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Google Chromebooks

June 14, 2011 Leave a comment

“Well it was bound to happen sometime”, said Microsofts founder Bill Gates. Okay maybe he didn’t say that, but I bet he used stronger language!

So Google’s attempt to take over the entire world continues with it’s recent launch of the Google Chromebooks. Basically e-machines that come with their browser Google Chrome installed. While Microsoft are probably not losing too much sleep about this just yet, they must see the writing on the wall as Google makes more in-roads into Microsofts traditional market space.

The fact that it’s a Google Chrome pc suggests to me there won’t be room for another browser on their machine. Students can rent a Google pc for $20 per month on a two year contract, while prices for buyers starts at around $400. So it’s a new dawn for home computing but the world keeps turning anyway.

Check Out Their Promo Video

Google Indexing – Content Or Links First

March 25, 2008 Leave a comment

Google Indexing New Website

This is a quick post on Google indexing.

I have a new site, it’s on a sub-domain and has just turned up in the Google index for one page. I thought that page might be the home page or another page that has around 350/400 words but no. The page that showed first and fast (about four days natural indexing) is the links page. The links page has a single outbound link to a site that’s about a year old, PR 3.

So what’s the deal?

Other pages in the site that have lots of topic specific content and internal links have yet to be indexed. But this ‘afterthought’ of a page with a single outbound link is already position #6 in Google with 35k competition for the same keywords.

Seems to me Google is looking first at what sites we’re relating our content to before taking a closer look at the content itself.

I’ve added an outbound link to another page with very little content on it. It’ll be interesting to see if that page is next to be indexed.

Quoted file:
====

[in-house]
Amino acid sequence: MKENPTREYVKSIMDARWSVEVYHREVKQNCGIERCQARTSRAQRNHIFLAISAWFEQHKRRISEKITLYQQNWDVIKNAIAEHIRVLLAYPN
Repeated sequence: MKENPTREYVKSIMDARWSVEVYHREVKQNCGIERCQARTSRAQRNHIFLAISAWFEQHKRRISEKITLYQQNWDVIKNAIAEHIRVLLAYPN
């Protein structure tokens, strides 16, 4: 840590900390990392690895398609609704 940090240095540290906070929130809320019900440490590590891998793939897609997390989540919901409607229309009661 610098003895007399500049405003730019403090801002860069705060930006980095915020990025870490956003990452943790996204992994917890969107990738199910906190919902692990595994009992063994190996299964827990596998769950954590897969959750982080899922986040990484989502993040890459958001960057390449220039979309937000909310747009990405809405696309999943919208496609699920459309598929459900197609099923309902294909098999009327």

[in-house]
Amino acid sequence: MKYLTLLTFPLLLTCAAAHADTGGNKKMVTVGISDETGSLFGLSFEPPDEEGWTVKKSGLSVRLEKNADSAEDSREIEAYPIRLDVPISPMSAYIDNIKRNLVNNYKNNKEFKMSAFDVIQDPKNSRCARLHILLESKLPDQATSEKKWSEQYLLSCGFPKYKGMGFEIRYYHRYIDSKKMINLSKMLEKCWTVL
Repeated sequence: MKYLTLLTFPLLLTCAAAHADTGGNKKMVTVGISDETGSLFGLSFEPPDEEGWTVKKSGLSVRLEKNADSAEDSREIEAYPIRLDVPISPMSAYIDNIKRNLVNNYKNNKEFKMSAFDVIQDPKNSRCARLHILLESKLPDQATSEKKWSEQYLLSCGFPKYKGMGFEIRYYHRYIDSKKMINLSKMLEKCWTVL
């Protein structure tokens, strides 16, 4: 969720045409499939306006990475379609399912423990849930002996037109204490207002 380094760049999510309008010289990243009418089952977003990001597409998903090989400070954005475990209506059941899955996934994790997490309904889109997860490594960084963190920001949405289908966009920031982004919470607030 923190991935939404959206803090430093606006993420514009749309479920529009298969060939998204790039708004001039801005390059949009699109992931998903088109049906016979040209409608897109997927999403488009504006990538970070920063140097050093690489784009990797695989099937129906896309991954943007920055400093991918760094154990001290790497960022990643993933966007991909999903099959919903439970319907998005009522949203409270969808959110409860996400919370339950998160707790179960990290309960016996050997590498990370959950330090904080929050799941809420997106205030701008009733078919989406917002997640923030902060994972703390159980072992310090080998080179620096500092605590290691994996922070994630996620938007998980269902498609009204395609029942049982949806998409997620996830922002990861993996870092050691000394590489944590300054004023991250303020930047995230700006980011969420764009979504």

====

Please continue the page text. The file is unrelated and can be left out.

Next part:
I’ll keep you updated…

NEW Google Pay Per Action – Affiliate For The Masses?

July 5, 2007 Leave a comment

Google Pay-Per-Action Advertising

Google Pay-Per-Action

Google have a new paid search service on trial at the moment. Google pay-per-action is different to Googles pay-per-click in that the advertiser sets an amount they are willing to pay should a conversion be made by a visitor that entered their site via a Google pay-per-action advert.

If the visitor aborts the sales funnel the advertiser pays nothing to Google. Fair enough say you.

Google Are A Clever Bunch

Google have cleverly introduced and made advertising accessible to even the smallest enterprises. People are now used to the concept of pay-per-click and many non-tech business owners quite happily manage there own Google Adwords campaigns. Now it would appear that Google are poised to introduce this vast market to a service previously used only by web savy affiliates.

Google pay-per-action will be affiliate marketing for the non-tech masses and in true Google style the potential is massive.

Web Affiliates have used ‘pay for completed action’ for many years. The system works well because if a website performs well the website owner gets paid, the advertiser gets paid, the buyer gets their goods and everyone is happy! Google have not reinvented the wheel here but it looks like the wheel is about to get bigger… MUCH BIGGER!

What does this mean for websites that do not achieve great conversion rates?

Well it’s in Google’s interest that the high conversion rate websites make it to the top of the Ad list, so Google’s algorithms will probably change to account for this. If your website logs poor conversion rates there’s a good chance you’ll find yourself to the back of the ad line position (I’m guessing here). This might result in a general improvement in websites that sign up for the service and that want to be competitive, which is a good thing, right?

Question is how will it work?

Websites that have thousands of pages will surely enjoy a higher number of conversions than a small ‘local store’. Now the small store’s conversion rate/ratio may actually be higher than the large store but the overall value of conversions may be a fraction of the big store’s.

What would you do if you were Google in that scenario? Would you favour the site with the higher conversion ratio put with lower earnings over the website that earns you 100 or 1000 times the income every day but with a lower conversation ratio?

I’m sure Google have this figured out a long time ago, they’re a clever bunch. Anyway, keep your eye’s peeled for a message in your AdWords account notifying you of a new Google pay-per-action service.

Categories: advertising, Google, marketing